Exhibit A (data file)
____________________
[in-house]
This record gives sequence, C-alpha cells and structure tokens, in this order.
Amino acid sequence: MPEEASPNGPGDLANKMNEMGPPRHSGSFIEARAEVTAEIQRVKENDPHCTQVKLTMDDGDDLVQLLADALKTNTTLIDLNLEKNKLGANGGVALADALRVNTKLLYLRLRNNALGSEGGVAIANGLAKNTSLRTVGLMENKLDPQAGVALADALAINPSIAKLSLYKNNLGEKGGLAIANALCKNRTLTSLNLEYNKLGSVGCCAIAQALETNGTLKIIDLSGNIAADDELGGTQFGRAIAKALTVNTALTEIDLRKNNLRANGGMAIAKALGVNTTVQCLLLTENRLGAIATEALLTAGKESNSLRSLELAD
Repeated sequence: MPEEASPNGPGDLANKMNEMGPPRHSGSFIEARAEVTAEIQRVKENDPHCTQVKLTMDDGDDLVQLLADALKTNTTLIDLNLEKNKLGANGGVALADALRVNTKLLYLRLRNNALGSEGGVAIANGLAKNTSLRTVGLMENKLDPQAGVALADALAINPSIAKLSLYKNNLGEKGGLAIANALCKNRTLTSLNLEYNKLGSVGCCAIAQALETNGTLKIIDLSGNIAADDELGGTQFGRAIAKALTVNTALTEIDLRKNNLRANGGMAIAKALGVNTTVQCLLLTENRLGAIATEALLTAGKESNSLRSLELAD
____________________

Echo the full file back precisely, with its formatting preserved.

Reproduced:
[in-house]
This record gives sequence, C-alpha cells and structure tokens, in this order.
Amino acid sequence: MPEEASPNGPGDLANKMNEMGPPRHSGSFIEARAEVTAEIQRVKENDPHCTQVKLTMDDGDDLVQLLADALKTNTTLIDLNLEKNKLGANGGVALADALRVNTKLLYLRLRNNALGSEGGVAIANGLAKNTSLRTVGLMENKLDPQAGVALADALAINPSIAKLSLYKNNLGEKGGLAIANALCKNRTLTSLNLEYNKLGSVGCCAIAQALETNGTLKIIDLSGNIAADDELGGTQFGRAIAKALTVNTALTEIDLRKNNLRANGGMAIAKALGVNTTVQCLLLTENRLGAIATEALLTAGKESNSLRSLELAD
Repeated sequence: MPEEASPNGPGDLANKMNEMGPPRHSGSFIEARAEVTAEIQRVKENDPHCTQVKLTMDDGDDLVQLLADALKTNTTLIDLNLEKNKLGANGGVALADALRVNTKLLYLRLRNNALGSEGGVAIANGLAKNTSLRTVGLMENKLDPQAGVALADALAINPSIAKLSLYKNNLGEKGGLAIANALCKNRTLTSLNLEYNKLGSVGCCAIAQALETNGTLKIIDLSGNIAADDELGGTQFGRAIAKALTVNTALTEIDLRKNNLRANGGMAIAKALGVNTTVQCLLLTENRLGAIATEALLTAGKESNSLRSLELAD